A major influence on me as a film maker was the shot from Nosferatu where Count Orlok is discovered in his coffin, and the one of him rising from the earth box. Other major influences were The Cabinet of Dr. Caligari, Frankenstein (1931) - which was probably the first of the old horror films that I watched in it's entirety, Dracula (1931) and White Zombie. Really most of the old Universal canon and other horror, science fiction and fantasy films (and cartoons) that I saw at a fairly young age influenced me greatly. King Kong, Ray Harryhausen films, the old Star Wars trilogy and Gremlins also made me interested in special effects. I'm very glad practical effects were still the norm while I was a kid so that I was spared of the CGI craze at an impressionable age.
Mario Bava's Mask of Satan had a late but tremendous influence. It is my favorite Gothic horror film because of its beautiful black and white imagery, and because it's dripping with a wonderfully dark and dreamy atmosphere pretty much from start to finish.

I can see the influence of Bava in there.

Of the Italian horrors it's mostly the Barbara Steele films that I've seen, from the sixties. What I like about them is that many of them were shot in black and white and stepped back into the Gothic realm. Also they feel a bit deeper, more psychological than many of their contemporaries (like the Hammer output), dealing with taboo subjects such as incest, lesbianism, necrophilia. I think it makes them more interesting. They are what I fancy the American horror films of the late 30's could have become if they hadn't been made to suffer the wrath of the Hays Code. If you look at films like Dr. Jekyll and Mr Hyde (1931), Murders in the Rue Morgue (1932), The Black Cat (1934) and The Raven (1935), it doesn't seem so far fetched.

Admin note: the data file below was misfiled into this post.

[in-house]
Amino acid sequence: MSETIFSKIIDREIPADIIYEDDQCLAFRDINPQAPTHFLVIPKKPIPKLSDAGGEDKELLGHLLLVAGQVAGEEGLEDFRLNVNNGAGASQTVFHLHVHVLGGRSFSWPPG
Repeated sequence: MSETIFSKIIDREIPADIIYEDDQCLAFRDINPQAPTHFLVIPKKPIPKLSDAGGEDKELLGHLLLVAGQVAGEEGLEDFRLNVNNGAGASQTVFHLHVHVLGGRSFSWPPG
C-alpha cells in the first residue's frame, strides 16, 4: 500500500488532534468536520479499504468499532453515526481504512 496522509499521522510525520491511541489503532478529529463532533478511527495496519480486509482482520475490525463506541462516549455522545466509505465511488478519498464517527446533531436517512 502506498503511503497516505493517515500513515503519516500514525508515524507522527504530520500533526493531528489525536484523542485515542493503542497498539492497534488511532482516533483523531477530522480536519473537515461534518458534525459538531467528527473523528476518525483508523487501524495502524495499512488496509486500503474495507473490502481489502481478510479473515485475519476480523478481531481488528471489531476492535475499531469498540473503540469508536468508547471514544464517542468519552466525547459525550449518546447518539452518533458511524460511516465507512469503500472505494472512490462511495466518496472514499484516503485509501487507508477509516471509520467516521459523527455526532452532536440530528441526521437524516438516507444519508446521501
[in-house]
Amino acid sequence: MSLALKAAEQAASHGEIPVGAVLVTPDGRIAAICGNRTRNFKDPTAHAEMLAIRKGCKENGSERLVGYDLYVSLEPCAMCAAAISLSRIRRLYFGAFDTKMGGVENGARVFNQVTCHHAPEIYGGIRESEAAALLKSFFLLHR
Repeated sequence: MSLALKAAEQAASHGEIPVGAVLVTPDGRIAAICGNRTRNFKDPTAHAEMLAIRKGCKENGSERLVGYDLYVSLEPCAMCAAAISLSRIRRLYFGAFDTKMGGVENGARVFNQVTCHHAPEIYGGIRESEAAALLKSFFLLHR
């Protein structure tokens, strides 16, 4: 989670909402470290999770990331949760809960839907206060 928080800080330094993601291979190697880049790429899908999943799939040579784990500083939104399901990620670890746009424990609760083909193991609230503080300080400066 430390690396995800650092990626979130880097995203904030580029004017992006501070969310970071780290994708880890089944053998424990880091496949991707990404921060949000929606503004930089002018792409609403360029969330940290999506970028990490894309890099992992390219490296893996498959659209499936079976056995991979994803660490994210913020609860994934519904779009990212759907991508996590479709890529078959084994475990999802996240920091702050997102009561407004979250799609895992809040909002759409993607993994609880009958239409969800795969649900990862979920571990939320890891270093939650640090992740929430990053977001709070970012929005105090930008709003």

And yes, I am definitely a Barbara Steele fan. I have an autographed photo of her from the set of Mask of Satan on the wall of my office. In my book she is the Gothic horror chick, there's just something unique about her that's impossible to explain. That, and she's incredibly attractive in those films, especially in Mask of Satan. Yes, I know...